Lorena Bobbitt moves on after 'the incident'

By Time of article published Oct 2, 2008

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By Helena de Bertodano

Lorena Gallo - formerly Bobbitt - says that she only realised she had cut off her husband's penis when she found it in her hand as she was driving away from their home.

"I suddenly realised I was holding his member," she says. "I threw it out of the window just as I was passing a 7-Eleven."

It is 15 years since that steamy night on 23 June, 1993, when 24-year-old Bobbitt committed a crime so medieval and extraordinary that she made international headlines.

As I wait for her at a restaurant near her home in Virginia, where we have agreed to meet, I wonder if I will even recognise her. The pictures I have seen of her date from the court case and show a grim-faced, frizzy-haired brunette. Instead I am greeted by a bubbly blonde who is so slim and tiny that she looks like she would have trouble swatting a fly.

Behind her is a huge man, her boyfriend, Dave Bellinger, who, she says, will be sitting in on the interview. "As moral support," she explains in a soft voice, which bears traces of her Latin American roots.

Bellinger, who towers over both of us and is almost as broad as he is tall, glares at me and I do not dare argue.

Besides, she has made it clear that she does not want to dwell on "the incident". What else are we going to talk about? The weather?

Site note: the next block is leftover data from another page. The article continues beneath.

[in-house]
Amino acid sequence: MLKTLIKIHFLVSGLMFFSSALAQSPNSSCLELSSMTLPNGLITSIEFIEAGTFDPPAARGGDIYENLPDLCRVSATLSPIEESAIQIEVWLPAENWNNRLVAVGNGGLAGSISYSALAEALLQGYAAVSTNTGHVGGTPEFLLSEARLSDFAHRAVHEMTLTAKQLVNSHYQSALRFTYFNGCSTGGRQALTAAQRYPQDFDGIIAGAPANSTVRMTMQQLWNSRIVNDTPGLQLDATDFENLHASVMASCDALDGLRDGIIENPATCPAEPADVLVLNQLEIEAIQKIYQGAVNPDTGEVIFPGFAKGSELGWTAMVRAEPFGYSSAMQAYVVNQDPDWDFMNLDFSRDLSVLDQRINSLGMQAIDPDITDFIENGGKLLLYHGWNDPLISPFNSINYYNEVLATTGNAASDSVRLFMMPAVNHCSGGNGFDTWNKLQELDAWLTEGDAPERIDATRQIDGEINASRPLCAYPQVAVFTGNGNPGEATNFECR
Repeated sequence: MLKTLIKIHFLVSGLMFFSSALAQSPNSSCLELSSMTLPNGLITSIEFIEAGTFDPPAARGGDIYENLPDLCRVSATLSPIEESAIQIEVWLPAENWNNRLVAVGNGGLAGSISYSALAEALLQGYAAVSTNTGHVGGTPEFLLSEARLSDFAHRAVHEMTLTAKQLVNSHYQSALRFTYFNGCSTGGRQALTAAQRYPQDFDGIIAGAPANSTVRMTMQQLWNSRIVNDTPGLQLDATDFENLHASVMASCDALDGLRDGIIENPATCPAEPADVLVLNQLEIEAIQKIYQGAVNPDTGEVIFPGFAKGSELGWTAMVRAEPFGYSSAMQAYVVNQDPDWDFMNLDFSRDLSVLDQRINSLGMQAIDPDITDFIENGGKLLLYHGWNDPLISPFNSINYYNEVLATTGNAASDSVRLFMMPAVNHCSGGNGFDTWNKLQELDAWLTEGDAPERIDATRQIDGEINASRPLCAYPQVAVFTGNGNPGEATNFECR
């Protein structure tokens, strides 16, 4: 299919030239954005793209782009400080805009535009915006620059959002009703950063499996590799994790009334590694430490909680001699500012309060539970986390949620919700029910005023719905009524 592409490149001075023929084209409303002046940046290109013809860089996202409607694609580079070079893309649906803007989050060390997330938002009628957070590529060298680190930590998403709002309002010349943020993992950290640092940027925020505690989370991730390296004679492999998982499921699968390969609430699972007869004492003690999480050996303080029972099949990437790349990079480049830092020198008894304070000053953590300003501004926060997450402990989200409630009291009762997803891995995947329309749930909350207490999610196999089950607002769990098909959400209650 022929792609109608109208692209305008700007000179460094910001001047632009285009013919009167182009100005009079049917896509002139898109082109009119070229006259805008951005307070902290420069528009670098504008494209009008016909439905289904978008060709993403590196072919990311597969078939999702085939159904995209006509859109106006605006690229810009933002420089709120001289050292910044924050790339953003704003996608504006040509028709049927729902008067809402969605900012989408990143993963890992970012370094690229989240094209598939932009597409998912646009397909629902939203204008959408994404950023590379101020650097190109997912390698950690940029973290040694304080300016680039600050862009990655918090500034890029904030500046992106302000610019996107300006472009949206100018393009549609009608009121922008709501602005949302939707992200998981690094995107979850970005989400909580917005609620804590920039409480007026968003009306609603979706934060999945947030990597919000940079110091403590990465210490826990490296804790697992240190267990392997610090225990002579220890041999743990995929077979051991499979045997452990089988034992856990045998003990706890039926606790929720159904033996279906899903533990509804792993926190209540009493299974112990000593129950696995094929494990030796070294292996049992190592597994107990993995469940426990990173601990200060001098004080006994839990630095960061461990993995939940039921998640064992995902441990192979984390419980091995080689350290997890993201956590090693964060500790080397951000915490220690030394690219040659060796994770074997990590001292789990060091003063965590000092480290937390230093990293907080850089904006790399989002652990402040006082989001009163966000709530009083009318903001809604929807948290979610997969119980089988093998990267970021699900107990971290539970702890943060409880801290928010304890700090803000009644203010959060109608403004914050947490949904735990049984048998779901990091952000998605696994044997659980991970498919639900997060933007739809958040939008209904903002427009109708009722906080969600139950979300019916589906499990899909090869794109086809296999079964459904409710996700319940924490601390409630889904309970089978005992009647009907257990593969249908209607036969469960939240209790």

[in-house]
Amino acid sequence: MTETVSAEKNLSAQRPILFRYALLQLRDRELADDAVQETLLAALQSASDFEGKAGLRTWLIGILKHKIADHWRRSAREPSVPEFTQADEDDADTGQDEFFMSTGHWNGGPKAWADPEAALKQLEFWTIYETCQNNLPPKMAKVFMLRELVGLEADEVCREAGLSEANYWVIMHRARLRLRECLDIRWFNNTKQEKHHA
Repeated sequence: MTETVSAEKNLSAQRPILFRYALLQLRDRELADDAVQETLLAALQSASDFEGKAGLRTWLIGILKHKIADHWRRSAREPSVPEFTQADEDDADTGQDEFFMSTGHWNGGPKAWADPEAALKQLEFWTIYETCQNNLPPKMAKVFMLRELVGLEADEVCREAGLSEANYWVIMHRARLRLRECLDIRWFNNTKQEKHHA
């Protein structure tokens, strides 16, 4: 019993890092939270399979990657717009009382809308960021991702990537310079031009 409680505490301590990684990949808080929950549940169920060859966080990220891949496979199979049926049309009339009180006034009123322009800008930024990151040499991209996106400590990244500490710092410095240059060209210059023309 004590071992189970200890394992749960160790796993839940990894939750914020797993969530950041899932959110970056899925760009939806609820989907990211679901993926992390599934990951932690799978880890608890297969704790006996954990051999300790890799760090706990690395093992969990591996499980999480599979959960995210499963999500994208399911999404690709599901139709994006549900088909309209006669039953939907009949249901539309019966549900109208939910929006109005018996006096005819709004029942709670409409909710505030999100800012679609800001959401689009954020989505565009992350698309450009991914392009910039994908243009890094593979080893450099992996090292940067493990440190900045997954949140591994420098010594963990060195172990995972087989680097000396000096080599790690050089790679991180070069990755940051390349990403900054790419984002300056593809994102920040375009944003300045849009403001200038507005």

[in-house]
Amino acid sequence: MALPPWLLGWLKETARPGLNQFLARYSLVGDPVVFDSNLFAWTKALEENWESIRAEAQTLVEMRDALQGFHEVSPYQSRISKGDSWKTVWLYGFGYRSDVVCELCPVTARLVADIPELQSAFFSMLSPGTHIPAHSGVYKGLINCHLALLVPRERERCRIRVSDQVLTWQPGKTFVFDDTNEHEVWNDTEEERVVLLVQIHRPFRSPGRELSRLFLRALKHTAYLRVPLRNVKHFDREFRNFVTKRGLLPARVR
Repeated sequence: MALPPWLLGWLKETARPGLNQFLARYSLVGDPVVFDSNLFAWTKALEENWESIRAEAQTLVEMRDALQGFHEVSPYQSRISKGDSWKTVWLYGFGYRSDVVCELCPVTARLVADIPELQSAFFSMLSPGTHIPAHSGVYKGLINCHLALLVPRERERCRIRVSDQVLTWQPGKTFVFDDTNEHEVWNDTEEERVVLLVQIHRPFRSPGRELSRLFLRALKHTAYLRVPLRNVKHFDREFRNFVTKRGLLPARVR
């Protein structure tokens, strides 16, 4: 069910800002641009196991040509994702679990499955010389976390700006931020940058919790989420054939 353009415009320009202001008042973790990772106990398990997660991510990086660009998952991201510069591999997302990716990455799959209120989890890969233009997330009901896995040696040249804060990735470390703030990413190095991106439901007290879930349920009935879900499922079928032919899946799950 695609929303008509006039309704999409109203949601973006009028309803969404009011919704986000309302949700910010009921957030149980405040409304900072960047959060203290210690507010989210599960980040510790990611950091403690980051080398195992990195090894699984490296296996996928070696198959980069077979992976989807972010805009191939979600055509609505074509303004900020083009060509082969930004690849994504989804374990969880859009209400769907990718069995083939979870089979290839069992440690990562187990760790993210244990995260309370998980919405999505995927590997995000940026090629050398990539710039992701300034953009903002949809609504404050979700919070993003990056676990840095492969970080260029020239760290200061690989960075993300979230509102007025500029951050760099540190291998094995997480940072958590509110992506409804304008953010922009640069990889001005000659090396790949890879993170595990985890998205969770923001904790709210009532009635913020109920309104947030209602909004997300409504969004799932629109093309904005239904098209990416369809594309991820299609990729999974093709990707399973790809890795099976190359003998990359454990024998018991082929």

Lorena, now 39 and using her maiden name, Gallo (which translates as "cockerel"), is wearing a royal blue shirt with matching royal blue eyeliner, a black pencil skirt and wedge sandals. She wears a gold heart on a chain and has small, expressive hands, perfectly manicured (she still works part-time as a manicurist, the profession she had at the time of "the incident").

She has agreed to an interview to promote her new foundation, Lorena's Red Wagon, which supports women in shelters, particularly victims of domestic violence. "When I talk to them I feel like I'm reliving my marriage," she says.

As the daughter of a dental technician, growing up first in Ecuador, then Venezuela, she had a happy childhood, "although we were poor". She came to America at the age of 18 "for a better life".

Working as a nanny while studying in the US, she met John Wayne Bobbitt, a tall, muscular Marine, one evening in a bar in Virginia. "He was attractive and young and there was an attraction there, so that was basically it."

They married a few months later.

It was then that his personality began to change, she says. "He would get frustrated at work and then he would come and beat me up or degrade me mentally. I was like his punching-bag. At the beginning I was taking it, but then I started to think, 'This is not right.'"

The lowest point came when she became pregnant and, she says, he made her have an abortion. "He said that the baby would be Spanish and ugly and sick, like in a wheelchair. I was young and stupid and I believed him. After (the abortion) I felt so guilty it was horrible."